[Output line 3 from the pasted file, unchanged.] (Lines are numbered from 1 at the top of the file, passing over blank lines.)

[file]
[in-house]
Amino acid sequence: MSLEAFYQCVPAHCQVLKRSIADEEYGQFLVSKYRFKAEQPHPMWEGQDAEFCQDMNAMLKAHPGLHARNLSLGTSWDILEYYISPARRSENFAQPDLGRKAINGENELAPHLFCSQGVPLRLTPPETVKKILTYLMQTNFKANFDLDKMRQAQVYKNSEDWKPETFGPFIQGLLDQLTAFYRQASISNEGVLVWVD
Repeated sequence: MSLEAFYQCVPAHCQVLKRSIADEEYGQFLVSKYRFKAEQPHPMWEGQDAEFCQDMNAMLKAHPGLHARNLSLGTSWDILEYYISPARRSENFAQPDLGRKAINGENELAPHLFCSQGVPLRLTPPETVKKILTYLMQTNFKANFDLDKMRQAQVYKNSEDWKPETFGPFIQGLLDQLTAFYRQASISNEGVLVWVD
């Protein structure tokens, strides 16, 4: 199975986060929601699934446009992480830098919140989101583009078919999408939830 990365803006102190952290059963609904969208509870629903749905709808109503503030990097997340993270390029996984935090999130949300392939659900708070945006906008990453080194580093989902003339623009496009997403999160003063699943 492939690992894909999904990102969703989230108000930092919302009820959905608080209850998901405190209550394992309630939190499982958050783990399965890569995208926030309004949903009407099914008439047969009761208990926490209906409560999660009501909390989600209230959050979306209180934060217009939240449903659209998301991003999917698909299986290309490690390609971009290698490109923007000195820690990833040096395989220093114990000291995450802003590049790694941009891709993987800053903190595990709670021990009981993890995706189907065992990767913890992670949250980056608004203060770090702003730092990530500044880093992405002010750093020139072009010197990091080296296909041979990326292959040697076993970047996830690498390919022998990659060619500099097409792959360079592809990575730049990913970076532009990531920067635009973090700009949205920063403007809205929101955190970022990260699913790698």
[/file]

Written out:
Repeated sequence: MSLEAFYQCVPAHCQVLKRSIADEEYGQFLVSKYRFKAEQPHPMWEGQDAEFCQDMNAMLKAHPGLHARNLSLGTSWDILEYYISPARRSENFAQPDLGRKAINGENELAPHLFCSQGVPLRLTPPETVKKILTYLMQTNFKANFDLDKMRQAQVYKNSEDWKPETFGPFIQGLLDQLTAFYRQASISNEGVLVWVD